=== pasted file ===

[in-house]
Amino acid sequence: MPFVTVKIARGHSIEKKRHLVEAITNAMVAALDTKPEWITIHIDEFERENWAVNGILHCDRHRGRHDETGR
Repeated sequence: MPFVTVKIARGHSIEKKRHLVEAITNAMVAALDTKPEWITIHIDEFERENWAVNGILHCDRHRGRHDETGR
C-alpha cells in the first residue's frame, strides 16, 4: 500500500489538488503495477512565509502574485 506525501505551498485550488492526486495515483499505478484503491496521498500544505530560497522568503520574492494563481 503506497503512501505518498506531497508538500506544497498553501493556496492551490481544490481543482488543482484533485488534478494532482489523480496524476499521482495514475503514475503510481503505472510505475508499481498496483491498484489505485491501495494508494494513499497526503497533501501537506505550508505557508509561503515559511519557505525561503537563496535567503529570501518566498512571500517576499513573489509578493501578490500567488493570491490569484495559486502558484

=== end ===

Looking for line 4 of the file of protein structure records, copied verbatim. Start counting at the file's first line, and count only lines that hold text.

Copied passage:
C-alpha cells in the first residue's frame, strides 16, 4: 500500500489538488503495477512565509502574485 506525501505551498485550488492526486495515483499505478484503491496521498500544505530560497522568503520574492494563481 503506497503512501505518498506531497508538500506544497498553501493556496492551490481544490481543482488543482484533485488534478494532482489523480496524476499521482495514475503514475503510481503505472510505475508499481498496483491498484489505485491501495494508494494513499497526503497533501501537506505550508505557508509561503515559511519557505525561503537563496535567503529570501518566498512571500517576499513573489509578493501578490500567488493570491490569484495559486502558484